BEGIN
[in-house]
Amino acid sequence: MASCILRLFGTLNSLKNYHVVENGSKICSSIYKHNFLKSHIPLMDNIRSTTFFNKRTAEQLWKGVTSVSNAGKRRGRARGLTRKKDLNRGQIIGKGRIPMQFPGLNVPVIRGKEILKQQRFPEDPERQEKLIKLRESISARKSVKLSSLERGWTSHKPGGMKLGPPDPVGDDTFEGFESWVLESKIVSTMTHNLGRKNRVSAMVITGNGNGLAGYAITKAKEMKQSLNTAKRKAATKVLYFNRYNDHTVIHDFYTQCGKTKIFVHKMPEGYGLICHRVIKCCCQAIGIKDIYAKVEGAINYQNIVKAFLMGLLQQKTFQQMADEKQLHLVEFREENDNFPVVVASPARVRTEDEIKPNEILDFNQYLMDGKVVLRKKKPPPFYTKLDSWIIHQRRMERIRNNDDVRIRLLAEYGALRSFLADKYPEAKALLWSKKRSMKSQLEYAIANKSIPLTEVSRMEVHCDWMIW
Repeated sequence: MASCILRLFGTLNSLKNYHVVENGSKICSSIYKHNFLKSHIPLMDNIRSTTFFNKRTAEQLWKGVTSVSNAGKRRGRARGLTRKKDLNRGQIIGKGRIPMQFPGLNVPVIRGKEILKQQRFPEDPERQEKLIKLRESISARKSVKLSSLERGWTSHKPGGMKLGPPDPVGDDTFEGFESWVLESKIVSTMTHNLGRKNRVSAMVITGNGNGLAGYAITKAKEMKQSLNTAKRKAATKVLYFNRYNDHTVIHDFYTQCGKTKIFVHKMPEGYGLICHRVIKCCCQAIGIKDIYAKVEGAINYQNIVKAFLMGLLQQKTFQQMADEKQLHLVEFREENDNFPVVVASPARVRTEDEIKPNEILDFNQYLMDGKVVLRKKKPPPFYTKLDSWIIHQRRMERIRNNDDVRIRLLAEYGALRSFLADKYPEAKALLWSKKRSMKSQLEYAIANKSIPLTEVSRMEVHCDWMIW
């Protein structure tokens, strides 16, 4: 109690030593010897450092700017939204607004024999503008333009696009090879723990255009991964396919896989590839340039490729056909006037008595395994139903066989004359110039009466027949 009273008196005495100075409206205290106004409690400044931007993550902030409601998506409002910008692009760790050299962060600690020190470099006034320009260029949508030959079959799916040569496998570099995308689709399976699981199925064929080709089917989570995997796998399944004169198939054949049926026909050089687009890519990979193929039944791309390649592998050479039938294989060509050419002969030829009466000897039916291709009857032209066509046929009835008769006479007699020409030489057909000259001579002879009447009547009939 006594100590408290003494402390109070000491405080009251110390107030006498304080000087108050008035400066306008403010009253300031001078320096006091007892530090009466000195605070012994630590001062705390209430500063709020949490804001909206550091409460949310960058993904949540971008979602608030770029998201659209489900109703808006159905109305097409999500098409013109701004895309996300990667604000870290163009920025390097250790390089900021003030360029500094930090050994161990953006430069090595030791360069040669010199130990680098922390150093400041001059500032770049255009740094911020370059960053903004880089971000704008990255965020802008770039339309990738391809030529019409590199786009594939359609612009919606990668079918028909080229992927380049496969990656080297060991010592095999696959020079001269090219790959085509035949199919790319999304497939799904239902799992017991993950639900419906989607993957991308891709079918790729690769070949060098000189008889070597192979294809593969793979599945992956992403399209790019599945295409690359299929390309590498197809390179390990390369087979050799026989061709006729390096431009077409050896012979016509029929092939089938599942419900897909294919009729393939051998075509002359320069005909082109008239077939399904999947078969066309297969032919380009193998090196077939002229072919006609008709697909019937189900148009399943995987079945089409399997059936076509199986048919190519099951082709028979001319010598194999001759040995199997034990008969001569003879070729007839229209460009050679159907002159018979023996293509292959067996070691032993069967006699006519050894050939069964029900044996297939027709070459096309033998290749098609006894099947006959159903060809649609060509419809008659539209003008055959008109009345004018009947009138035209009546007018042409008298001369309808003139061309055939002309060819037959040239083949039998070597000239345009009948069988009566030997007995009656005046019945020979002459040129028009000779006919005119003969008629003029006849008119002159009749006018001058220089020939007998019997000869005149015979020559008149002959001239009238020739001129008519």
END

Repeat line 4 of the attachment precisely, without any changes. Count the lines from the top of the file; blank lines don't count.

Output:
């Protein structure tokens, strides 16, 4: 109690030593010897450092700017939204607004024999503008333009696009090879723990255009991964396919896989590839340039490729056909006037008595395994139903066989004359110039009466027949 009273008196005495100075409206205290106004409690400044931007993550902030409601998506409002910008692009760790050299962060600690020190470099006034320009260029949508030959079959799916040569496998570099995308689709399976699981199925064929080709089917989570995997796998399944004169198939054949049926026909050089687009890519990979193929039944791309390649592998050479039938294989060509050419002969030829009466000897039916291709009857032209066509046929009835008769006479007699020409030489057909000259001579002879009447009547009939 006594100590408290003494402390109070000491405080009251110390107030006498304080000087108050008035400066306008403010009253300031001078320096006091007892530090009466000195605070012994630590001062705390209430500063709020949490804001909206550091409460949310960058993904949540971008979602608030770029998201659209489900109703808006159905109305097409999500098409013109701004895309996300990667604000870290163009920025390097250790390089900021003030360029500094930090050994161990953006430069090595030791360069040669010199130990680098922390150093400041001059500032770049255009740094911020370059960053903004880089971000704008990255965020802008770039339309990738391809030529019409590199786009594939359609612009919606990668079918028909080229992927380049496969990656080297060991010592095999696959020079001269090219790959085509035949199919790319999304497939799904239902799992017991993950639900419906989607993957991308891709079918790729690769070949060098000189008889070597192979294809593969793979599945992956992403399209790019599945295409690359299929390309590498197809390179390990390369087979050799026989061709006729390096431009077409050896012979016509029929092939089938599942419900897909294919009729393939051998075509002359320069005909082109008239077939399904999947078969066309297969032919380009193998090196077939002229072919006609008709697909019937189900148009399943995987079945089409399997059936076509199986048919190519099951082709028979001319010598194999001759040995199997034990008969001569003879070729007839229209460009050679159907002159018979023996293509292959067996070691032993069967006699006519050894050939069964029900044996297939027709070459096309033998290749098609006894099947006959159903060809649609060509419809008659539209003008055959008109009345004018009947009138035209009546007018042409008298001369309808003139061309055939002309060819037959040239083949039998070597000239345009009948069988009566030997007995009656005046019945020979002459040129028009000779006919005119003969008629003029006849008119002159009749006018001058220089020939007998019997000869005149015979020559008149002959001239009238020739001129008519």